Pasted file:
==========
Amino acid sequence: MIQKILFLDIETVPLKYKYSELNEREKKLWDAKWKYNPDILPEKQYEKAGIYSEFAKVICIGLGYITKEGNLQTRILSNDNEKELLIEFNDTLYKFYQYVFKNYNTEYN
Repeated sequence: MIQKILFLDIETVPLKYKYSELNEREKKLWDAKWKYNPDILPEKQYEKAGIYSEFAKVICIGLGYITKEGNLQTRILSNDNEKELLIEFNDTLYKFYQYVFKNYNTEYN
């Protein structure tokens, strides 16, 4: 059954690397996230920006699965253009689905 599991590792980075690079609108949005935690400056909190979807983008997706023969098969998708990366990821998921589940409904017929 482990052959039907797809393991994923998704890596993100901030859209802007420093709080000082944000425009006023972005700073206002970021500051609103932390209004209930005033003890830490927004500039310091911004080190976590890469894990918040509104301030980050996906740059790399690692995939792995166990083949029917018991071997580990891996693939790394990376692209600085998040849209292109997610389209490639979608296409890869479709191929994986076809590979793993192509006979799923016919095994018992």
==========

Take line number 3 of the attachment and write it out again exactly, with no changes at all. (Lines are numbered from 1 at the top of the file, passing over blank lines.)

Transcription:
């Protein structure tokens, strides 16, 4: 059954690397996230920006699965253009689905 599991590792980075690079609108949005935690400056909190979807983008997706023969098969998708990366990821998921589940409904017929 482990052959039907797809393991994923998704890596993100901030859209802007420093709080000082944000425009006023972005700073206002970021500051609103932390209004209930005033003890830490927004500039310091911004080190976590890469894990918040509104301030980050996906740059790399690692995939792995166990083949029917018991071997580990891996693939790394990376692209600085998040849209292109997610389209490639979608296409890869479709191929994986076809590979793993192509006979799923016919095994018992």